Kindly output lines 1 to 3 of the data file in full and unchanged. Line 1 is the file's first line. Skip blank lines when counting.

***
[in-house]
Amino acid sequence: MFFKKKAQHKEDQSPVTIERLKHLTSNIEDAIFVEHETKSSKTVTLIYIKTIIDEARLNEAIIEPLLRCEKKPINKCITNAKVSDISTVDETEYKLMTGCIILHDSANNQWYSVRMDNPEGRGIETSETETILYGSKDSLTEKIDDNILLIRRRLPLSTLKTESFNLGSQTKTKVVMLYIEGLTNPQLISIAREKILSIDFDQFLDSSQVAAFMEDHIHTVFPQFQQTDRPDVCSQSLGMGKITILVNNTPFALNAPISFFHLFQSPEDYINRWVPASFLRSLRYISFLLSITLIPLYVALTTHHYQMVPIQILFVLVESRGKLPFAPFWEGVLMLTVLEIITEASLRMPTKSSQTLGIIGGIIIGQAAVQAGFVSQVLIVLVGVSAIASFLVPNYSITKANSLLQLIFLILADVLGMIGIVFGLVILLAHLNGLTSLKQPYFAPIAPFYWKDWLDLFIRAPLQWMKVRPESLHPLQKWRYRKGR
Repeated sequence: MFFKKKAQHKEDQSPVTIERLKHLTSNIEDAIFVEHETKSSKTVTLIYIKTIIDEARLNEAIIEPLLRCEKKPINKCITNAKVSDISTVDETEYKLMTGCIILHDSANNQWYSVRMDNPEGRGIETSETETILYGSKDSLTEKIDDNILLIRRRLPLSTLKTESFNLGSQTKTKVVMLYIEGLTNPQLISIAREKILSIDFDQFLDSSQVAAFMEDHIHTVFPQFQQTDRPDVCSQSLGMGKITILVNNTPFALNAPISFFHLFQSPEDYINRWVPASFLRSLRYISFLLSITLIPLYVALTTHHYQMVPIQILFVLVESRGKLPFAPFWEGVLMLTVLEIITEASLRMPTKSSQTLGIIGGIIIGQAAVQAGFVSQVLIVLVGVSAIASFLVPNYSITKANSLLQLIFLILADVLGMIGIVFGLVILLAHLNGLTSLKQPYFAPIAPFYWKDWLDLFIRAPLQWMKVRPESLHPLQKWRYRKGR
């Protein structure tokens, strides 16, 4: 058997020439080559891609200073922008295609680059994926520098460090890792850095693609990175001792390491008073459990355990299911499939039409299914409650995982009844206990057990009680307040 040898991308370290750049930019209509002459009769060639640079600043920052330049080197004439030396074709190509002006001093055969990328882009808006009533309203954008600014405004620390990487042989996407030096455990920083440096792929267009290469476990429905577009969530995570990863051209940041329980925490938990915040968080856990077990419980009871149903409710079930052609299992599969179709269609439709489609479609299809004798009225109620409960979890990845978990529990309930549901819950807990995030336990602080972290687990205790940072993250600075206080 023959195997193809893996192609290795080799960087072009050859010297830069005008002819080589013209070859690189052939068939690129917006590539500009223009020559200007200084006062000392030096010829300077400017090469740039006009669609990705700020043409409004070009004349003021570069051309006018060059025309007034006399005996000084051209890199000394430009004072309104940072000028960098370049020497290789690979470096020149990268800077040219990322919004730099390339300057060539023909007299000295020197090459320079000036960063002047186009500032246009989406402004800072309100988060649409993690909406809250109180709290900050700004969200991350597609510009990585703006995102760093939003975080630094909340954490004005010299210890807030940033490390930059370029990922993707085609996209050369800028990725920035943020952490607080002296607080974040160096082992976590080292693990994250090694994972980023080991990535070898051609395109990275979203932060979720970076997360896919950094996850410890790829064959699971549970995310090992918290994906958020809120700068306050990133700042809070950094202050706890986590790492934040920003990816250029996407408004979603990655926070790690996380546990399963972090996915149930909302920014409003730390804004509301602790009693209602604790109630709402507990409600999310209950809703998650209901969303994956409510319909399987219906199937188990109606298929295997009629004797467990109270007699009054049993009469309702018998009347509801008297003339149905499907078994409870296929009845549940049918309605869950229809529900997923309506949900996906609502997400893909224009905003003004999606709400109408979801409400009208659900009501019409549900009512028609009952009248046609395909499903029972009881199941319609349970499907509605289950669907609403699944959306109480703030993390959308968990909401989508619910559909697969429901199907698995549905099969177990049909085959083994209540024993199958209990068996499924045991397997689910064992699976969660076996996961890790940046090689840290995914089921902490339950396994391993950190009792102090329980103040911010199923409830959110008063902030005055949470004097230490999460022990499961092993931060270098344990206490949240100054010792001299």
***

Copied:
[in-house]
Amino acid sequence: MFFKKKAQHKEDQSPVTIERLKHLTSNIEDAIFVEHETKSSKTVTLIYIKTIIDEARLNEAIIEPLLRCEKKPINKCITNAKVSDISTVDETEYKLMTGCIILHDSANNQWYSVRMDNPEGRGIETSETETILYGSKDSLTEKIDDNILLIRRRLPLSTLKTESFNLGSQTKTKVVMLYIEGLTNPQLISIAREKILSIDFDQFLDSSQVAAFMEDHIHTVFPQFQQTDRPDVCSQSLGMGKITILVNNTPFALNAPISFFHLFQSPEDYINRWVPASFLRSLRYISFLLSITLIPLYVALTTHHYQMVPIQILFVLVESRGKLPFAPFWEGVLMLTVLEIITEASLRMPTKSSQTLGIIGGIIIGQAAVQAGFVSQVLIVLVGVSAIASFLVPNYSITKANSLLQLIFLILADVLGMIGIVFGLVILLAHLNGLTSLKQPYFAPIAPFYWKDWLDLFIRAPLQWMKVRPESLHPLQKWRYRKGR
Repeated sequence: MFFKKKAQHKEDQSPVTIERLKHLTSNIEDAIFVEHETKSSKTVTLIYIKTIIDEARLNEAIIEPLLRCEKKPINKCITNAKVSDISTVDETEYKLMTGCIILHDSANNQWYSVRMDNPEGRGIETSETETILYGSKDSLTEKIDDNILLIRRRLPLSTLKTESFNLGSQTKTKVVMLYIEGLTNPQLISIAREKILSIDFDQFLDSSQVAAFMEDHIHTVFPQFQQTDRPDVCSQSLGMGKITILVNNTPFALNAPISFFHLFQSPEDYINRWVPASFLRSLRYISFLLSITLIPLYVALTTHHYQMVPIQILFVLVESRGKLPFAPFWEGVLMLTVLEIITEASLRMPTKSSQTLGIIGGIIIGQAAVQAGFVSQVLIVLVGVSAIASFLVPNYSITKANSLLQLIFLILADVLGMIGIVFGLVILLAHLNGLTSLKQPYFAPIAPFYWKDWLDLFIRAPLQWMKVRPESLHPLQKWRYRKGR